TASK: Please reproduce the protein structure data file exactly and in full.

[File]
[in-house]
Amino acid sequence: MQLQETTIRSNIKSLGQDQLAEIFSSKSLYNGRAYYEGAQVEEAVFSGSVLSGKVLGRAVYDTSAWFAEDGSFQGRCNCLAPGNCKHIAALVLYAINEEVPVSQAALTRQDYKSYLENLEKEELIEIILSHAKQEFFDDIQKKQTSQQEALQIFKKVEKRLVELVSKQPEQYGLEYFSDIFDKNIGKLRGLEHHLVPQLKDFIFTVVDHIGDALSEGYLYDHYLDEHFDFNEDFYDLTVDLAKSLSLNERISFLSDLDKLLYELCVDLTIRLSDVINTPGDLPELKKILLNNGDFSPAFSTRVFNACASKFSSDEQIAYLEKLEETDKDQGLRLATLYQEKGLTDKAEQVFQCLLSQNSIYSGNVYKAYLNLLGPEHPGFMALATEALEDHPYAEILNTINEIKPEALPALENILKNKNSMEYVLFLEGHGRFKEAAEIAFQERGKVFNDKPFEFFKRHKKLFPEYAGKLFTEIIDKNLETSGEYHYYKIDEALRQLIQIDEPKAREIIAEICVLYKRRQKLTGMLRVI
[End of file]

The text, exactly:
[in-house]
Amino acid sequence: MQLQETTIRSNIKSLGQDQLAEIFSSKSLYNGRAYYEGAQVEEAVFSGSVLSGKVLGRAVYDTSAWFAEDGSFQGRCNCLAPGNCKHIAALVLYAINEEVPVSQAALTRQDYKSYLENLEKEELIEIILSHAKQEFFDDIQKKQTSQQEALQIFKKVEKRLVELVSKQPEQYGLEYFSDIFDKNIGKLRGLEHHLVPQLKDFIFTVVDHIGDALSEGYLYDHYLDEHFDFNEDFYDLTVDLAKSLSLNERISFLSDLDKLLYELCVDLTIRLSDVINTPGDLPELKKILLNNGDFSPAFSTRVFNACASKFSSDEQIAYLEKLEETDKDQGLRLATLYQEKGLTDKAEQVFQCLLSQNSIYSGNVYKAYLNLLGPEHPGFMALATEALEDHPYAEILNTINEIKPEALPALENILKNKNSMEYVLFLEGHGRFKEAAEIAFQERGKVFNDKPFEFFKRHKKLFPEYAGKLFTEIIDKNLETSGEYHYYKIDEALRQLIQIDEPKAREIIAEICVLYKRRQKLTGMLRVI